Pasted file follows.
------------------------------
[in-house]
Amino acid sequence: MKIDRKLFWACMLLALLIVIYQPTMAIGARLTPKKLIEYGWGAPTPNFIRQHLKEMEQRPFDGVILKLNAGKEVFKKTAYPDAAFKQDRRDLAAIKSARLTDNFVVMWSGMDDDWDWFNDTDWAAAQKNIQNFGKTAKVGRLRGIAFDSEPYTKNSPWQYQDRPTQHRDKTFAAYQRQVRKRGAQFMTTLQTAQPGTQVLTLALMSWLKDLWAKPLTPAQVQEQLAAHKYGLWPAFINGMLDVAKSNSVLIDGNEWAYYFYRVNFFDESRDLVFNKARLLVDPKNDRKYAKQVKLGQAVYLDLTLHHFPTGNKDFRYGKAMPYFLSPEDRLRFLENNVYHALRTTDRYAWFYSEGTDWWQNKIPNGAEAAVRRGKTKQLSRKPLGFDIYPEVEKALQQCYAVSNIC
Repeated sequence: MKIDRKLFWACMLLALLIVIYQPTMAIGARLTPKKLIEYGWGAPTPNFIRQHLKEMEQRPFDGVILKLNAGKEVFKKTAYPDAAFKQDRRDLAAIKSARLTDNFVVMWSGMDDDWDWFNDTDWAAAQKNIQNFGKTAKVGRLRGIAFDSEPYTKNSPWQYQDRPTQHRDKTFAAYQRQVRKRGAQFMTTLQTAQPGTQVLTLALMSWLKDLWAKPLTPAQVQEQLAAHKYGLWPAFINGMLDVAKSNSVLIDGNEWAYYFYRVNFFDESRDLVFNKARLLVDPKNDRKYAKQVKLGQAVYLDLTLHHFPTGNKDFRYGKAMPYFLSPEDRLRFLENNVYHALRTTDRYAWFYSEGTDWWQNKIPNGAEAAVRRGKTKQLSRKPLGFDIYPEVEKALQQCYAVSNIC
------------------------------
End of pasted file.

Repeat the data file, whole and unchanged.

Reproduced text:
[in-house]
Amino acid sequence: MKIDRKLFWACMLLALLIVIYQPTMAIGARLTPKKLIEYGWGAPTPNFIRQHLKEMEQRPFDGVILKLNAGKEVFKKTAYPDAAFKQDRRDLAAIKSARLTDNFVVMWSGMDDDWDWFNDTDWAAAQKNIQNFGKTAKVGRLRGIAFDSEPYTKNSPWQYQDRPTQHRDKTFAAYQRQVRKRGAQFMTTLQTAQPGTQVLTLALMSWLKDLWAKPLTPAQVQEQLAAHKYGLWPAFINGMLDVAKSNSVLIDGNEWAYYFYRVNFFDESRDLVFNKARLLVDPKNDRKYAKQVKLGQAVYLDLTLHHFPTGNKDFRYGKAMPYFLSPEDRLRFLENNVYHALRTTDRYAWFYSEGTDWWQNKIPNGAEAAVRRGKTKQLSRKPLGFDIYPEVEKALQQCYAVSNIC
Repeated sequence: MKIDRKLFWACMLLALLIVIYQPTMAIGARLTPKKLIEYGWGAPTPNFIRQHLKEMEQRPFDGVILKLNAGKEVFKKTAYPDAAFKQDRRDLAAIKSARLTDNFVVMWSGMDDDWDWFNDTDWAAAQKNIQNFGKTAKVGRLRGIAFDSEPYTKNSPWQYQDRPTQHRDKTFAAYQRQVRKRGAQFMTTLQTAQPGTQVLTLALMSWLKDLWAKPLTPAQVQEQLAAHKYGLWPAFINGMLDVAKSNSVLIDGNEWAYYFYRVNFFDESRDLVFNKARLLVDPKNDRKYAKQVKLGQAVYLDLTLHHFPTGNKDFRYGKAMPYFLSPEDRLRFLENNVYHALRTTDRYAWFYSEGTDWWQNKIPNGAEAAVRRGKTKQLSRKPLGFDIYPEVEKALQQCYAVSNIC